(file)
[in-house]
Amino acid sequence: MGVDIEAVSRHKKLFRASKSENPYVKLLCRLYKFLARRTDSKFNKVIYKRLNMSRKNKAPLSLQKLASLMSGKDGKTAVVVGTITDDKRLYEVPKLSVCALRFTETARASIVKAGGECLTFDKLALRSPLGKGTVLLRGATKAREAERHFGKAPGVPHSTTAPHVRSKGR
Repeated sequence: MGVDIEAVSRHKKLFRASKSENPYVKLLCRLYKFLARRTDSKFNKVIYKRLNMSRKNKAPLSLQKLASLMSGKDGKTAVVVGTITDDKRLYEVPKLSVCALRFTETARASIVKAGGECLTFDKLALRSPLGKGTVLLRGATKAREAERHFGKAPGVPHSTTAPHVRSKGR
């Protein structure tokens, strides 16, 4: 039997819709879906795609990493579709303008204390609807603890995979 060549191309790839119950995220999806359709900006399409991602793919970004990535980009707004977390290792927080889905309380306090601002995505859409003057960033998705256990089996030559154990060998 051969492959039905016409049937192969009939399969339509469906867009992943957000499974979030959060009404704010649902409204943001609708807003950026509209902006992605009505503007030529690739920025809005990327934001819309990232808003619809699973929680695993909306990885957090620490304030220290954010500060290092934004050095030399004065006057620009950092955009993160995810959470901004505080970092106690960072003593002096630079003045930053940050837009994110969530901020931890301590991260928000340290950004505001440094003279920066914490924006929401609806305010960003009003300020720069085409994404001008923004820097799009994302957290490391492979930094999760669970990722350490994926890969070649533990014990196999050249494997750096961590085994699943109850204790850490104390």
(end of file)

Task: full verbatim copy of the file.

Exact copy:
[in-house]
Amino acid sequence: MGVDIEAVSRHKKLFRASKSENPYVKLLCRLYKFLARRTDSKFNKVIYKRLNMSRKNKAPLSLQKLASLMSGKDGKTAVVVGTITDDKRLYEVPKLSVCALRFTETARASIVKAGGECLTFDKLALRSPLGKGTVLLRGATKAREAERHFGKAPGVPHSTTAPHVRSKGR
Repeated sequence: MGVDIEAVSRHKKLFRASKSENPYVKLLCRLYKFLARRTDSKFNKVIYKRLNMSRKNKAPLSLQKLASLMSGKDGKTAVVVGTITDDKRLYEVPKLSVCALRFTETARASIVKAGGECLTFDKLALRSPLGKGTVLLRGATKAREAERHFGKAPGVPHSTTAPHVRSKGR
């Protein structure tokens, strides 16, 4: 039997819709879906795609990493579709303008204390609807603890995979 060549191309790839119950995220999806359709900006399409991602793919970004990535980009707004977390290792927080889905309380306090601002995505859409003057960033998705256990089996030559154990060998 051969492959039905016409049937192969009939399969339509469906867009992943957000499974979030959060009404704010649902409204943001609708807003950026509209902006992605009505503007030529690739920025809005990327934001819309990232808003619809699973929680695993909306990885957090620490304030220290954010500060290092934004050095030399004065006057620009950092955009993160995810959470901004505080970092106690960072003593002096630079003045930053940050837009994110969530901020931890301590991260928000340290950004505001440094003279920066914490924006929401609806305010960003009003300020720069085409994404001008923004820097799009994302957290490391492979930094999760669970990722350490994926890969070649533990014990196999050249494997750096961590085994699943109850204790850490104390």